The overriding purpose of this chapter is to enable the detection of leprosy. When the Bible uses this term, it is not merely referring to the disease that we call leprosy today, Hansen's disease, which is a horrible and loathsome malady causing disfigurement and loss of facial features and other parts of the body. That is included in the term, but the Hebrew word translated leprosy here also includes other contagious and infectious skin diseases. They all were recognized to be dangerous and damaging, a serious threat not only to the individual but to the whole people, the whole camp of Israel, and so they were to be detected. The process of detection was prolonged and careful inspection. The priest was to look at the symptoms, then shut the diseased person up for seven days, examine him again, and shut him up for another seven days. At the end of that time he could determine whether it was leprosy or something less serious.
All of this has its counterpart in our own spiritual lives. This passage is talking to us about the afflictions and diseases of the spirit, the hurtful attitudes we have, the burning resentments, the feelings of anger and upset we go through, and the grudges we carry around in our hearts toward one another. These are to be detected because they can be very dangerous, and the process is to expose them to a priest. Remember, now, that in the New Testament pattern all believers are priests together. So here we have a picture of what at Peninsula Bible Church we like to call "body life," the ministry of believers one to another, helping each other to see what is inside.
You see, we are all blind to ourselves. In my own eyes I am a very genial, gracious, inoffensive person. I get along with everybody and have the warmest feelings toward everyone. I don't know why it is, but they don't always seem to see me the same way. My own family tells me that there are times when I am not that way at all. I find myself very blind to my own failings. And we all have these blind spots. We rarely detect these things ourselves. That is why we need each other. And so the Israelite was instructed, when he had a manifestation of disease, to bring it to a priest and let the priest look at it.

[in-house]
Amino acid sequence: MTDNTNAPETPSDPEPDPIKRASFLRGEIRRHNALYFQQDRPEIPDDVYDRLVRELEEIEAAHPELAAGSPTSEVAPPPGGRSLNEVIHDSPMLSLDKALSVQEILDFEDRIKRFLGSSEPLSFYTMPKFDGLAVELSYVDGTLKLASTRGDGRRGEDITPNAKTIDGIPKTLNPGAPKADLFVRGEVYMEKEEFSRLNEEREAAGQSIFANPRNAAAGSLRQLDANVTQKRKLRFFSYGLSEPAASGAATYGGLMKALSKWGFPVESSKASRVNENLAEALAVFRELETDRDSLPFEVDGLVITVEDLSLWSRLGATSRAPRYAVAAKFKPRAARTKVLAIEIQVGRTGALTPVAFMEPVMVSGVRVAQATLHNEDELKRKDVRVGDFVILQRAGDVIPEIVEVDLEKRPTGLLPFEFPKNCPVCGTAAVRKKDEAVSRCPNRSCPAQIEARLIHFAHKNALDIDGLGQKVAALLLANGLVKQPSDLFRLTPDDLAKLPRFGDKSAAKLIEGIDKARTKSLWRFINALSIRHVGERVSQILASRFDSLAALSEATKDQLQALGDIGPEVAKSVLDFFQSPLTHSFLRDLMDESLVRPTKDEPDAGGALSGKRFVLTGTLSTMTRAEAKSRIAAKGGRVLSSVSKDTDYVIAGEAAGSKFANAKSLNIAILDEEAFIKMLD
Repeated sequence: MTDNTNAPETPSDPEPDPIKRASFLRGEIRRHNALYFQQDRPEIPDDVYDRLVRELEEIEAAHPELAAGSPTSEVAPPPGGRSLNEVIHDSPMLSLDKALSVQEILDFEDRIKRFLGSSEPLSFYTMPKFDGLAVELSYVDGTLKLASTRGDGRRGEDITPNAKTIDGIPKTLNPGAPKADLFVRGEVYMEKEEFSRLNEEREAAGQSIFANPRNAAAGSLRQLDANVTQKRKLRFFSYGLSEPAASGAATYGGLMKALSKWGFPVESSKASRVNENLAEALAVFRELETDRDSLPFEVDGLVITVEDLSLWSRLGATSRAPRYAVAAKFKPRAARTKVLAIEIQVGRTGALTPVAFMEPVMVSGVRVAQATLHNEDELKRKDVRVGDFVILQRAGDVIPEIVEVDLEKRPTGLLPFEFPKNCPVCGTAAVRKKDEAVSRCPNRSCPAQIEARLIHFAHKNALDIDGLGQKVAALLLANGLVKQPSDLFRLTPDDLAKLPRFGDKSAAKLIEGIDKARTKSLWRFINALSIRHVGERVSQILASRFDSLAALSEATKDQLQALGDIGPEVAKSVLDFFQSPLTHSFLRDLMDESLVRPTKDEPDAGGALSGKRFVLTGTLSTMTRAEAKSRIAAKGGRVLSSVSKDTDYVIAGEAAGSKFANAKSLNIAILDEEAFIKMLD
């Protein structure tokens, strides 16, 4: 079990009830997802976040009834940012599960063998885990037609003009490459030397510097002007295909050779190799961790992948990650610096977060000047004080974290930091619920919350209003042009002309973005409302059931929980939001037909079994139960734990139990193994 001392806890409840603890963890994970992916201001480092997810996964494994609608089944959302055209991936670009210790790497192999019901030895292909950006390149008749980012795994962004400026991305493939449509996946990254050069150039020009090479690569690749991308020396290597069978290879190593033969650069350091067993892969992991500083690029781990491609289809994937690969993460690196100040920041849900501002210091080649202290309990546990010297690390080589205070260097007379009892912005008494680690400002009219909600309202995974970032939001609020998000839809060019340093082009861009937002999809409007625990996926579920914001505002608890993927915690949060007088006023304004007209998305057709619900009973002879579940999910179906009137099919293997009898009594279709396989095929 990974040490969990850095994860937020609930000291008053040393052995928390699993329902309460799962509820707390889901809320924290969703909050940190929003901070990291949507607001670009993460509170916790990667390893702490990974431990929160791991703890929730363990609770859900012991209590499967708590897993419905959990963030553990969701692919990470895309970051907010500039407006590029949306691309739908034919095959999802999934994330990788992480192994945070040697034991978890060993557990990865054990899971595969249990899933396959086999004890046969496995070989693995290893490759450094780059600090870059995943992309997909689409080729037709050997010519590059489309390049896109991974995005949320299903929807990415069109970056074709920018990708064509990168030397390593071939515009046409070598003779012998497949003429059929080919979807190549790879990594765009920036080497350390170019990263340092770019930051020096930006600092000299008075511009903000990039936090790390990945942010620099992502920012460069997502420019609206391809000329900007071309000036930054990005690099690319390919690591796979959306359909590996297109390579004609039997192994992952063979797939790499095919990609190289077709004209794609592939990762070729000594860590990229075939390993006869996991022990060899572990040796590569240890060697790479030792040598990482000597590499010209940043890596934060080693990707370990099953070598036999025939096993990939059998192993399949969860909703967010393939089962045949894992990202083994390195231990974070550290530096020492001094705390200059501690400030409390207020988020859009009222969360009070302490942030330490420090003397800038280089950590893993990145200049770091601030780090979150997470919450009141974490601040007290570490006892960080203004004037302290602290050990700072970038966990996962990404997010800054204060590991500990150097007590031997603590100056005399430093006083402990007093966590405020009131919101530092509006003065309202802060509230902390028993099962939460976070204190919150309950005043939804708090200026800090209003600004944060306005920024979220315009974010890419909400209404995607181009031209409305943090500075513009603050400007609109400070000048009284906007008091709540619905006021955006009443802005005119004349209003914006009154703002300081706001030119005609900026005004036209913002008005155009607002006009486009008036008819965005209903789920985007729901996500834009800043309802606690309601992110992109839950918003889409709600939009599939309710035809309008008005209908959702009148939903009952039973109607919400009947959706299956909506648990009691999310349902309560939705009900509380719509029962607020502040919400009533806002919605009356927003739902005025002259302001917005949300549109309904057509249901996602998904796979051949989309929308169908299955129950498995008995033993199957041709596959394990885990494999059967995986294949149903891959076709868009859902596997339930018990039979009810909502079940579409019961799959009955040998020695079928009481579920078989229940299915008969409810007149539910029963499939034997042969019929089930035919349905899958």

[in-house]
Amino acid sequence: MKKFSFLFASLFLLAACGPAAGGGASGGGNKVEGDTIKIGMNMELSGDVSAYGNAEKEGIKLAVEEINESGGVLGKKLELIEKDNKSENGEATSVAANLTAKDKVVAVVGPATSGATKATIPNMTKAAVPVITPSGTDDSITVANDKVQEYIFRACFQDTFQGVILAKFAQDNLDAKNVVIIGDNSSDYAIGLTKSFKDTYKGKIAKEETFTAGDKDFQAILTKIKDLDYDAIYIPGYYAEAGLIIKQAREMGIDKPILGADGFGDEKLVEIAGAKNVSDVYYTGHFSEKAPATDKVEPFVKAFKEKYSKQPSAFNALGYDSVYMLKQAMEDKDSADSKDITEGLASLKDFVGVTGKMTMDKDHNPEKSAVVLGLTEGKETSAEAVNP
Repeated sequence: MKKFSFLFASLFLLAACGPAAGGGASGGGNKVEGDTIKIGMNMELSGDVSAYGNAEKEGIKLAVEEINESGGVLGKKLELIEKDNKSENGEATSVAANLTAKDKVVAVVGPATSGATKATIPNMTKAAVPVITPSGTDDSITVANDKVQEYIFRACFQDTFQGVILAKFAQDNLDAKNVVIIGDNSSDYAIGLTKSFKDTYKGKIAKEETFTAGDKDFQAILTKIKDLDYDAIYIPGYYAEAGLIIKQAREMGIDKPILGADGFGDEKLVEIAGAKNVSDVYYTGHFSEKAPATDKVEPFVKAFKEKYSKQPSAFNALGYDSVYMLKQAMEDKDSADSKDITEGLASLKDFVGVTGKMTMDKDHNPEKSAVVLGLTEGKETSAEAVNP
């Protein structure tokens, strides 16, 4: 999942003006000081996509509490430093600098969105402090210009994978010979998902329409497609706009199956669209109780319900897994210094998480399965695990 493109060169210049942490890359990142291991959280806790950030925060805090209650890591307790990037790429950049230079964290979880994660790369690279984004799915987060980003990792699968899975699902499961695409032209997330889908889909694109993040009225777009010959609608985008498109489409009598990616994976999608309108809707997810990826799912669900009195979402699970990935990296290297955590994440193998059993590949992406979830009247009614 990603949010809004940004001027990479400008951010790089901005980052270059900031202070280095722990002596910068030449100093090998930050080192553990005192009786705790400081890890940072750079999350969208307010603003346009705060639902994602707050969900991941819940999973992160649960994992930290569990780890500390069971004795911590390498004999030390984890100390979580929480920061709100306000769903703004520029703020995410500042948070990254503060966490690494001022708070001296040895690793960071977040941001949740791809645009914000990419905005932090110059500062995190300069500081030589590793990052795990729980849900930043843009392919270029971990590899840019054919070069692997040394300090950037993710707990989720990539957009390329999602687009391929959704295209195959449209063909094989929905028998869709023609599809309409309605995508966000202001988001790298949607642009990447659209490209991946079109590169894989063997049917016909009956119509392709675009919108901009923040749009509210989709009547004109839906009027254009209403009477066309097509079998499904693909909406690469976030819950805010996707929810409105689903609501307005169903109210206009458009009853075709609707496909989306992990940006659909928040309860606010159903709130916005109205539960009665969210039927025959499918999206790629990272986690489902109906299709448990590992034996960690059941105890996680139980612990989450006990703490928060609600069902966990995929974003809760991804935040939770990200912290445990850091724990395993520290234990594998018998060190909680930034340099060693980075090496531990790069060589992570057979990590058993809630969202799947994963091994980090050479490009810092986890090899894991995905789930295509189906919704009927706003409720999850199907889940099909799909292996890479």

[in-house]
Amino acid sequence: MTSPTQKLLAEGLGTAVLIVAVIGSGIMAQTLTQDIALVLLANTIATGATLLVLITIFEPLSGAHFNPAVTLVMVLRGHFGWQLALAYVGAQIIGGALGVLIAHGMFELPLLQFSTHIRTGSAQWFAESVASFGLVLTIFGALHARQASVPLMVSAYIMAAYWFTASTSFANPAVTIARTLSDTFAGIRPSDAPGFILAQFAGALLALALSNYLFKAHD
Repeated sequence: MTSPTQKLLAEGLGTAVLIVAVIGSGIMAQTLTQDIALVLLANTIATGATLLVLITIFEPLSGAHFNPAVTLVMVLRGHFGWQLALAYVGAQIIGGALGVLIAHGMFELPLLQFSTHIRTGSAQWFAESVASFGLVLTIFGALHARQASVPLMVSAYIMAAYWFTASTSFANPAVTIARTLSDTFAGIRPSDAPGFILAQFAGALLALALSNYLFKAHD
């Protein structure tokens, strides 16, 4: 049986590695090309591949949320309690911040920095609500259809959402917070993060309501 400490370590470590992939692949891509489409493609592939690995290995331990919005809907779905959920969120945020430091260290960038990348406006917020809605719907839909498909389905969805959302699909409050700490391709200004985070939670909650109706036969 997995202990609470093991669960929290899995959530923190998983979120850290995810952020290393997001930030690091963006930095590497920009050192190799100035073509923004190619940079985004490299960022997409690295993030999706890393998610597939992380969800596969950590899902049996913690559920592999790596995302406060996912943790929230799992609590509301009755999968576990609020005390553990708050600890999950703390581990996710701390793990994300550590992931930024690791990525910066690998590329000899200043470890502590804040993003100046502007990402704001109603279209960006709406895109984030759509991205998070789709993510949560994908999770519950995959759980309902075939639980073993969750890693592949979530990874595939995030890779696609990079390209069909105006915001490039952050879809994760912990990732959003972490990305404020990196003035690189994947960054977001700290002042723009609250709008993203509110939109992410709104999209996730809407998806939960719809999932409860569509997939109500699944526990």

The procedure the priest used was not that of impulsive judgment. He didn't just snap his fingers and say, "Oh, I know what you have: You've got measles -- or mosquito bites -- or leprosy." He watched the development of the case for seven days (that is the number of perfection) until he understood the nature of it, and only then did he make his pronouncement. (All this is so instructive in the way we are to handle one another and to help one another in spiritual matters.) But what the priest was especially concerned about was to detect leprosy.
There were four characteristics of leprosy, and each was very important and instructive. The priests looked for these manifestations. If the afflicted person had them it was leprosy; if he did not have any one of these then it was a relatively harmless illness. If we read on a little farther we will have them all before us:
"When a man is afflicted with leprosy, he shall be brought to the priest; and the priest shall make an examination, and if there is a white swelling in the skin, which has turned the hair white, and there is quick raw flesh in the swelling, it is a chronic leprosy in the skin of his body, and the priest shall pronounce him unclean; he shall not shut him up, for he is unclean." (Leviticus 13:9-11 RSV)
The priest's procedure was first to examine any spot that was in the skin, any kind of outbreak or eruption, in order to see what it was. It could be just a harmless pimple, but it might be something more serious. Anyone with an outbreak brought it to the priest, just as we are to bring to one another these spiritual and soulish or emotional eruptions that we have within.
What the priest looked for in a suspected leprous disease was, first, whether the hair in the spot had turned white. White hair, as you well know, is always a sign of imminent and approaching death -- relatively speaking.
I went to a barber last week. As he was cutting my hair I noticed, falling down on the floor around me, this white hair! I couldn't figure out where it was coming from. I couldn't believe that a young man like me could have hair that white. But I finally had to acknowledge the truth.